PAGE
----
It is proposed to dismiss a State Service Officer or to reduce his pension. The Commission must be consulted before an order is passed by the Governor.

This illustration again merely indicates the correct legal position that the Commission must be consulted as required by Article 320(3)(c). The illustration by itself cannot be read as a statutory rule laying down that there must be consultation with the Commission. The illustration is to the main provisions of Regulation 6 which only lay down cases in which consultation with the Commission is dispensed with and this illustration has been put down as one of the examples where the consultation has not been dispensed with. The consultation, therefore, with the Commission is not prescribed either by the Rules or by the Regulations. The consultation is only under Article 320(3)(c) of the Constitution. So far as that consultation is concerned, this Court has already held that it is not mandatory and that this Article does not confer any rights on a public servant, so that the absence of consultation or any irregularity in consultation does not afford him a cause of action in a court of law, vide State of U.P. v. Manbodhan Lal Srivastava. : (1958)IILLJ273SC . That decision was further affirmed in the State of Bombay v. D.A. Korgaonkar. Civil Appeal No. 289 of 1958 decided on 6th May, 1960 Non-consultation with the Public Service Commission cannot, therefore, be held to vitiate the orders impugned.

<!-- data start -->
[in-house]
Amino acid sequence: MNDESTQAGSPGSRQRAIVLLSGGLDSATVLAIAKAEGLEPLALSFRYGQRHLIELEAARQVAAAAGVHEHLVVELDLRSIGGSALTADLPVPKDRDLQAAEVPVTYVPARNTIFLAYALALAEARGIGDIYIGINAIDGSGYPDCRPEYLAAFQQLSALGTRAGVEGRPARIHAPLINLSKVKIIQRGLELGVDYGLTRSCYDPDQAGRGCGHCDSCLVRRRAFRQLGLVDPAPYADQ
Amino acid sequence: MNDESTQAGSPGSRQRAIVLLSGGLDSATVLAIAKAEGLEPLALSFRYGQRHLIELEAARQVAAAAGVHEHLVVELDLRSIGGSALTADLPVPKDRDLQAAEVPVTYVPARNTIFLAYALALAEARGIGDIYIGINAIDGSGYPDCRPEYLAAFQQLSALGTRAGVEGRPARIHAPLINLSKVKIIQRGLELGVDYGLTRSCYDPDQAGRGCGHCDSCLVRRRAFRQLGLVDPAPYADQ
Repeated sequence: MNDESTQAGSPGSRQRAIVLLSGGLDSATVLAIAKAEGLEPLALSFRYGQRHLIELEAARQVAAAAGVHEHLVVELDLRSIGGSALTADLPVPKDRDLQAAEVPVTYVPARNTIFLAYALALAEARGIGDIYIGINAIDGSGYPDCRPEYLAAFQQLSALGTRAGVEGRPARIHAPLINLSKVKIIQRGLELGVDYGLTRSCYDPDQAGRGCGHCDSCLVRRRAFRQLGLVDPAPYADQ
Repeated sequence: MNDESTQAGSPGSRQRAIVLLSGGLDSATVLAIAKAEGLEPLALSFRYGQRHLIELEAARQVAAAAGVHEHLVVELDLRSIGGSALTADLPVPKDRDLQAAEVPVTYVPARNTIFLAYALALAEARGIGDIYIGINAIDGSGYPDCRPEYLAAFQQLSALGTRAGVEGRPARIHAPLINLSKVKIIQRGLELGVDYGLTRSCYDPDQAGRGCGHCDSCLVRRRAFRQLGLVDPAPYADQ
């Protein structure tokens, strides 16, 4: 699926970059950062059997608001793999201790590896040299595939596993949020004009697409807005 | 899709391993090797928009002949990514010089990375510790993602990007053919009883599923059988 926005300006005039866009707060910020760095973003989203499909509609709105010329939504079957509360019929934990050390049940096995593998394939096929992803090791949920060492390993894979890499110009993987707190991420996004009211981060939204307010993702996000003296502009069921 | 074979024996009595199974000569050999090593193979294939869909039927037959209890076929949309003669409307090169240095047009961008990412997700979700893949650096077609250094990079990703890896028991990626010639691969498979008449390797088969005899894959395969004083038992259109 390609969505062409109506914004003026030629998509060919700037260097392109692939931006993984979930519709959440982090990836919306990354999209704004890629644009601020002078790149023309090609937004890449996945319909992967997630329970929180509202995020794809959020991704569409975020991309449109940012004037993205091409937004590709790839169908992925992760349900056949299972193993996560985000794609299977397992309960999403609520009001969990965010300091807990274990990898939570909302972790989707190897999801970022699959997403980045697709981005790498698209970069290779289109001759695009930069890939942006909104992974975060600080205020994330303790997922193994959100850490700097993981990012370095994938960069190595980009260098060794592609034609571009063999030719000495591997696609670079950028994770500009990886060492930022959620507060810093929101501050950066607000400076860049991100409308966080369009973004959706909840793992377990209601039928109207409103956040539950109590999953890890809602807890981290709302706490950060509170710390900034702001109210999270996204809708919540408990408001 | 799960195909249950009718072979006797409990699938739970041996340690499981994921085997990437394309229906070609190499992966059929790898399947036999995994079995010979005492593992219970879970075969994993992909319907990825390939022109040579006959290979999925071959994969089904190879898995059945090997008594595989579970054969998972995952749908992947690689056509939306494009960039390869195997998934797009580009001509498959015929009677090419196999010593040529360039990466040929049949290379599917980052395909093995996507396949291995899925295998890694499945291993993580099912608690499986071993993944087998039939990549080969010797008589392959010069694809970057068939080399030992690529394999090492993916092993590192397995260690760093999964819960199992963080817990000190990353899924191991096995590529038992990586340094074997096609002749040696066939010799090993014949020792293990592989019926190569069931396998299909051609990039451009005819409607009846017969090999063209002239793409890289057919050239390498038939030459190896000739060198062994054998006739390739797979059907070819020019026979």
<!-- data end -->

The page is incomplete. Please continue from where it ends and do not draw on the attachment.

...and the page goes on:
15. The third ground of mala fides has, on the face of it, no force at all, because it is based on allegations that the Chief Secretary and the Finance Minister were annoyed with the appellants. But there was no charge that the Governor had any extraneous reasons for passing the orders of dismissal. There is nothing on the record also to show that either the Chief Secretary or the Finance Minister took any part in the proceedings which led to the orders of dismissal, or that they advised the Governor. The orders are, no doubt, authenticated by the Chief Secretary in the name of the Governor, but that does not mean that the Governor was in any way influenced by any advice tendered to him by the Chief Secretary. In the circumstances, the plea of mala fide must also be rejected.

16. As a result, the appeals are allowed with cost and the orders of dismissal in both the cases are quashed as having been passed in violation of Article 311(2) of the Constitution.

17. In accordance with the majority judgment, the appeals fail and are dismissed but in the circumstances of the case without costs.